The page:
Wednesday, November 14, 2012

Pickled Watermelon Radish

I'm going to miss my CSA box from Tomatero Farms this winter.  Although I go to their stand weekly anyway at the Farmer's Market, it was always nice to have a few vegetable decisions made for me.  For a few weeks running we were getting watermelon radish, something I had zero experience with.  The first time we didn't get a lot and they were mixed in with the beets so I assumed they were turnips and I roasted them off.  They were nice that way but it wasn't something I was going to pull off every night.  Then we got quite a few the next week--I just stored them in my Debbie Meyer Green Bags and waited.  I was waiting for inspiration.  Then we got another big bag of them.  Time to make a decision.  I REALLY did not want to waste these so I looked up a few pickling recipes and decided to try out one that didn't take a ton of effort.  I'm still working my way into preserving--I have all the supplies, I just need to convince myself to do it (I have some beets that are on their last stand, maybe I'll get to them this week).  Anyway, this recipe worked well, and it turns out the pickled radish is a nice snack, you start eating them and it's difficult to stop.  Because I had at least 5 pounds of them I ended up with 5 quart jars full of the stuff and took it to a potluck to try to get through them, they were a hit with most, I did have one person who was not into them AT ALL.  They last about a month max in the fridge, so maybe if you have a ton of them you can bring them as a fun contribution to Thanksgiving dinner.  There is honey in this recipe, I don't think you can leave it out, it really balances the sour out.  Use a local source and get it raw Grade B.  Also, you can do this with any radish really.  I love this information about the health benefits of radish from  Radishes have been revered as a powerful food throughout history. It's said the Greek physician Androcydes ordered his patients to eat radish to avoid getting intoxicated, which makes sense given they stimulate the function of our livers and digestion. Radishes and their leaves are an excellent source of vitamin C. The leaves are also a good source of calcium. Studies have found radishes can aid the body in the lowering of cholesterol, blood pressure and chances of getting certain cancers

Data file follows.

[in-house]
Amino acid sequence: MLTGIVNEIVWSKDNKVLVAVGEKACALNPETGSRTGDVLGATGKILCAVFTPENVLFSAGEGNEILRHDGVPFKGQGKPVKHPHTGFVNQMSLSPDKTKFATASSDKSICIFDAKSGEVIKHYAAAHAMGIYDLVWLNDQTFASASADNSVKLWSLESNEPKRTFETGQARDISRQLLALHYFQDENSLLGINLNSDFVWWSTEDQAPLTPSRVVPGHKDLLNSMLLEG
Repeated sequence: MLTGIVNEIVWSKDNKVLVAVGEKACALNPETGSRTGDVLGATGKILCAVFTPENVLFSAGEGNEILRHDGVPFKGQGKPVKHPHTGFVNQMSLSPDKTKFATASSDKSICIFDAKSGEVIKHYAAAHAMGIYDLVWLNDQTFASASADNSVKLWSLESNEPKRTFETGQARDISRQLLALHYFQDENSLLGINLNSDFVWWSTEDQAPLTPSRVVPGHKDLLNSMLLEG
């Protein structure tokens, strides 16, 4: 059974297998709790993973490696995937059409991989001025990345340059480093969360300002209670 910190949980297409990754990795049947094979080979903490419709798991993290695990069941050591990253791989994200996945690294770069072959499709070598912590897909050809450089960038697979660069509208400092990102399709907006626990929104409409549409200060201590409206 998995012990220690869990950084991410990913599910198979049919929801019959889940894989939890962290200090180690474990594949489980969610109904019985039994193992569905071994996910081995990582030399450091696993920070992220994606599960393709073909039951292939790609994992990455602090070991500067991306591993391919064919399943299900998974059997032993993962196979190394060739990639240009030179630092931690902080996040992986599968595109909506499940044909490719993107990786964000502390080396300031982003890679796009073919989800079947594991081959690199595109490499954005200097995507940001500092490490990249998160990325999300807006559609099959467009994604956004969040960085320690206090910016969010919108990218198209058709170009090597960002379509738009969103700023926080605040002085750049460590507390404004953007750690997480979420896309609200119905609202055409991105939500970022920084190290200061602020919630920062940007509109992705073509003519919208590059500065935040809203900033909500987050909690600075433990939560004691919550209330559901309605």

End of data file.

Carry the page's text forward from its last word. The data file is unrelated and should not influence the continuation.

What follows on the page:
Pickled Watermelon Radish

1.5 pounds radishes, sliced thin with a mandolin--if you are using small radish, you can leave them whole
1/4 cup kosher salt
1 teaspoon sesame oil
1 tablespoon honey
1 tablespoon apple cider vinegar
1/3 cup freshly squeezed lemons
1 cove minced garlic
3 (2 inch) pieces of lemon zest

Place the radishes in a colander in the sink and toss with salt. Let rest for 15 minutes to extract some of the water.
Mix the sesame oil, honey, vinegar, lemon juice and garlic in a bowl and set aside.
Rinse the radishes and dry with a paper towel.
Add the radishes to the pickling mixture you created.
Add the lemon zest.
Place into a Ball jar and let marinate at least 1 hour.
Refrigerate to store. Lasts up to 1 month.

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